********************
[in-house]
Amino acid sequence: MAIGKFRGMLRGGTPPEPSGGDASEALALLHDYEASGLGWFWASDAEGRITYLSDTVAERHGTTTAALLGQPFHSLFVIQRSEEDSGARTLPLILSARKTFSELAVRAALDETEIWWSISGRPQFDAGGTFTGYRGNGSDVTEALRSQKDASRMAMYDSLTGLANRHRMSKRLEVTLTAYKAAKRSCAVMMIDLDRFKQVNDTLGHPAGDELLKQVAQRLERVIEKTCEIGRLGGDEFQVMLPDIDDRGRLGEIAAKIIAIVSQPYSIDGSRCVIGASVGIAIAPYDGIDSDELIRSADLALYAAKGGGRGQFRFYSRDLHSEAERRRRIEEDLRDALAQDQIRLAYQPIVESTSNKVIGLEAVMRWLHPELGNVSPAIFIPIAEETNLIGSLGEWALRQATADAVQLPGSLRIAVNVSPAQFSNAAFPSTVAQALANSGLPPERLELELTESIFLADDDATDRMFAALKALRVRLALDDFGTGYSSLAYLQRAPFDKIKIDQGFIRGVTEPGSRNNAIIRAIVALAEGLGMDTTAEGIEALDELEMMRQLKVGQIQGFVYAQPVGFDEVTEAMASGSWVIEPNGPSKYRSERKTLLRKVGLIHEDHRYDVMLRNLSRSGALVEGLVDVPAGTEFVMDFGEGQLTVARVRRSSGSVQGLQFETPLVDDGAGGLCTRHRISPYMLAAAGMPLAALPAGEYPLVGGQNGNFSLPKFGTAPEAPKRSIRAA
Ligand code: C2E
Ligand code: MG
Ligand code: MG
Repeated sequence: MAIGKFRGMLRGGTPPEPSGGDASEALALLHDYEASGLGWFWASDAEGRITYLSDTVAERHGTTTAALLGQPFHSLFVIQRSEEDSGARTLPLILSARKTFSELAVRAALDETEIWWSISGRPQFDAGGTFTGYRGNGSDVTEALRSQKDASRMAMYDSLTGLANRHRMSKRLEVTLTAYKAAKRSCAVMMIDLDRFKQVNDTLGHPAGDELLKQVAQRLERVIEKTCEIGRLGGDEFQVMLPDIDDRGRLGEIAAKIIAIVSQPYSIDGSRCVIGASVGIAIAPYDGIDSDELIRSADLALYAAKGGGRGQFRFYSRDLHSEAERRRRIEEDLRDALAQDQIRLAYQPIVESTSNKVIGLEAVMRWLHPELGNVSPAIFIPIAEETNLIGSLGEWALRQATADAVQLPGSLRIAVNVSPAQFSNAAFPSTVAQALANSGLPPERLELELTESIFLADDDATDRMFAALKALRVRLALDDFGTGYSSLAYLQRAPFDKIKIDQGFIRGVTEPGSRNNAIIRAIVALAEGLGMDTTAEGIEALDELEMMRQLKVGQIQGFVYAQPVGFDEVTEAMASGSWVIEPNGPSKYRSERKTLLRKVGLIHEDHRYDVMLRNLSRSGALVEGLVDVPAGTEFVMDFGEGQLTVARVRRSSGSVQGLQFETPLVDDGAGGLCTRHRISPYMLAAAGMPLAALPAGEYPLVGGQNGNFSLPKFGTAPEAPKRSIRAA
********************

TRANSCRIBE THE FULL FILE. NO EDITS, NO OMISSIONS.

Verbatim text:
[in-house]
Amino acid sequence: MAIGKFRGMLRGGTPPEPSGGDASEALALLHDYEASGLGWFWASDAEGRITYLSDTVAERHGTTTAALLGQPFHSLFVIQRSEEDSGARTLPLILSARKTFSELAVRAALDETEIWWSISGRPQFDAGGTFTGYRGNGSDVTEALRSQKDASRMAMYDSLTGLANRHRMSKRLEVTLTAYKAAKRSCAVMMIDLDRFKQVNDTLGHPAGDELLKQVAQRLERVIEKTCEIGRLGGDEFQVMLPDIDDRGRLGEIAAKIIAIVSQPYSIDGSRCVIGASVGIAIAPYDGIDSDELIRSADLALYAAKGGGRGQFRFYSRDLHSEAERRRRIEEDLRDALAQDQIRLAYQPIVESTSNKVIGLEAVMRWLHPELGNVSPAIFIPIAEETNLIGSLGEWALRQATADAVQLPGSLRIAVNVSPAQFSNAAFPSTVAQALANSGLPPERLELELTESIFLADDDATDRMFAALKALRVRLALDDFGTGYSSLAYLQRAPFDKIKIDQGFIRGVTEPGSRNNAIIRAIVALAEGLGMDTTAEGIEALDELEMMRQLKVGQIQGFVYAQPVGFDEVTEAMASGSWVIEPNGPSKYRSERKTLLRKVGLIHEDHRYDVMLRNLSRSGALVEGLVDVPAGTEFVMDFGEGQLTVARVRRSSGSVQGLQFETPLVDDGAGGLCTRHRISPYMLAAAGMPLAALPAGEYPLVGGQNGNFSLPKFGTAPEAPKRSIRAA
Ligand code: C2E
Ligand code: MG
Ligand code: MG
Repeated sequence: MAIGKFRGMLRGGTPPEPSGGDASEALALLHDYEASGLGWFWASDAEGRITYLSDTVAERHGTTTAALLGQPFHSLFVIQRSEEDSGARTLPLILSARKTFSELAVRAALDETEIWWSISGRPQFDAGGTFTGYRGNGSDVTEALRSQKDASRMAMYDSLTGLANRHRMSKRLEVTLTAYKAAKRSCAVMMIDLDRFKQVNDTLGHPAGDELLKQVAQRLERVIEKTCEIGRLGGDEFQVMLPDIDDRGRLGEIAAKIIAIVSQPYSIDGSRCVIGASVGIAIAPYDGIDSDELIRSADLALYAAKGGGRGQFRFYSRDLHSEAERRRRIEEDLRDALAQDQIRLAYQPIVESTSNKVIGLEAVMRWLHPELGNVSPAIFIPIAEETNLIGSLGEWALRQATADAVQLPGSLRIAVNVSPAQFSNAAFPSTVAQALANSGLPPERLELELTESIFLADDDATDRMFAALKALRVRLALDDFGTGYSSLAYLQRAPFDKIKIDQGFIRGVTEPGSRNNAIIRAIVALAEGLGMDTTAEGIEALDELEMMRQLKVGQIQGFVYAQPVGFDEVTEAMASGSWVIEPNGPSKYRSERKTLLRKVGLIHEDHRYDVMLRNLSRSGALVEGLVDVPAGTEFVMDFGEGQLTVARVRRSSGSVQGLQFETPLVDDGAGGLCTRHRISPYMLAAAGMPLAALPAGEYPLVGGQNGNFSLPKFGTAPEAPKRSIRAA